Soon, when the way is found to establish a new government and the basic principles are agreed on among all the coalition parties, the political crisis must be exploited to solve a number of serious problems this crisis has presented.
The first challenge is limiting the prime minister to two terms in office. If the law would have determined that the prime minister cannot remain in office for more than two terms, the likelihood that Prime Minister Benjamin Netanyahu would have gotten into criminal trouble would have been much lower.
Netanyahu was not born corrupt, but the longer he remained in office, the more his standards deteriorated and he mortgaged any and all important public values to guarantee his continued rule. He became corrupted and corrupted others because of his desire to remain in power.
His successor, whoever he may be, must be prevented from running again after two terms, to prevent the holding onto power from being his supreme mission. We must spare him from the corrupting, and possibly extortionate, power of remaining too long in power. It would also be appropriate to set a standard that an indicted prime minister must resign. This would increase deterrence and prevent a similar situation to that which has immobilized the government for a year already – and the clock is still ticking.
The investigations against Netanyahu exposed the corrupting power in the hands of the prime minister and communications minister against the media tycoons. When he came to ask for the media coverage he desired, Netanyahu acted against the public interest and was willing to harm his own professed beliefs: a diversity of channels, competition, low cost of living – for the benefit of himself and his family.
This could have been prevented if Netanyahu had not taken upon himself the job of communications minister and placed himself in a serious conflict of interest in dealing with his friend Shaul Elovitch, the owner of Bezeq and the Walla news site. It certainly would have been avoided if the dependence of the media on the political system had not been so great, and if businesspeople did not have in their portfolios a strategic asset in the form of a media outlet. A businessman owning a media outlet and other businesses dependent on government regulation at the same time is an almost certain recipe for getting into trouble and harming the public interest.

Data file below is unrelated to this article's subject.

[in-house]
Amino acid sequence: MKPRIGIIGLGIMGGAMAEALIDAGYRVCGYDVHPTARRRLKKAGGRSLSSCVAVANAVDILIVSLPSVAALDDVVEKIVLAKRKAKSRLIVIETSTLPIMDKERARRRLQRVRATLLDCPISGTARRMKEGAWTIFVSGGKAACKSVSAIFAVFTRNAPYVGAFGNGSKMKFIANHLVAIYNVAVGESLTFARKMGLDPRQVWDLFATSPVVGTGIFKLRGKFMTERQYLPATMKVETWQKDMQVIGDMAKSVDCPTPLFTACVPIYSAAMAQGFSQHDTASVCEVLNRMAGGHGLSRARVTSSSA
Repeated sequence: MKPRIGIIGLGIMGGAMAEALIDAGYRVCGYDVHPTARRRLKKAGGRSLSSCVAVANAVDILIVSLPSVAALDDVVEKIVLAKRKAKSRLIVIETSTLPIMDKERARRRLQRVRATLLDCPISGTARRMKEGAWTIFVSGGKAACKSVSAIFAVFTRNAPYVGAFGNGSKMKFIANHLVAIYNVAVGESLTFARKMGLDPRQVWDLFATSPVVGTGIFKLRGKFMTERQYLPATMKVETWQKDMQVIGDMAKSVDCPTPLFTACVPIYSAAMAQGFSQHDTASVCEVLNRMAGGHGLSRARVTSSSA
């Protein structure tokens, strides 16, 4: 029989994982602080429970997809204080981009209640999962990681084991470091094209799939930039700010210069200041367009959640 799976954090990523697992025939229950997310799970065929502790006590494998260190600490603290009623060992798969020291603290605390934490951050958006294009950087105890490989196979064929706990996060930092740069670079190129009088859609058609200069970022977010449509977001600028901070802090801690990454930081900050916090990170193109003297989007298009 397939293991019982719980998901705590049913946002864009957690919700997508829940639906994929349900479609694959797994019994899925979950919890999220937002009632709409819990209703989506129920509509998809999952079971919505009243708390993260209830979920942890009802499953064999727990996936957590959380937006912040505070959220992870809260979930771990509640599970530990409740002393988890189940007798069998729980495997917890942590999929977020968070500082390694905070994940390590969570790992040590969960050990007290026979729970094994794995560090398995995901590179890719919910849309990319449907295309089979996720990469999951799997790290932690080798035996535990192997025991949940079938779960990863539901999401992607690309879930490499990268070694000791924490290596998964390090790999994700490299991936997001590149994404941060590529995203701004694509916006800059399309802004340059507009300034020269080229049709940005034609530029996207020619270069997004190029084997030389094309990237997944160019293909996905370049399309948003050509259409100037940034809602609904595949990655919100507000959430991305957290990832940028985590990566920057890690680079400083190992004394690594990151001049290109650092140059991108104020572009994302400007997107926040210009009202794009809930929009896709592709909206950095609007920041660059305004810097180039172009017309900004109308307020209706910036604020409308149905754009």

In most cases, the owners of Israeli media outlets have interests concerning the government in a range of industries: natural gas, real estate, cement, food and communications. Prime ministers who come after Netanyahu will be required to prove which it is they are promoting – the public interest or the good of the tycoon and their own personal benefit. If Netanyahu had reported his conflicts of interest concerning Elovitch, the Bezeq-Walla affair would have been avoided. It didn’t happen and only when it was revealed (after a report in Haaretz) that Netanyahu was friends with Elovitch did the attorney general instruct him to avoid handling matters concerning Bezeq. Netanyahu was not punished for concealing this information, and in this, too, we must set a higher standard of obedience to the law. If a politician would know that non-reporting of conflicts of interest would lead to punishment – a significant fine coming out of their own pocket, for example – their motivation to do so would drop.
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It is possible to concoct a lot more regulations, laws and standards that would provide a response to all the failures that were revealed by Netanyahu’s actions, but it would never close all the loopholes. Anyone who wants to violate the law will find the ways to do so. But the next government must provide an answer to the two main failures that were exposed here: term limits for the prime minister and a dramatic reduction in the conflicts of interest of politicians concerning businesspeople – and mostly those who own media outlets. Netanyahu’s removal from the prime minister’s office without learning these lessons is an opening for repeating these mistakes in the future.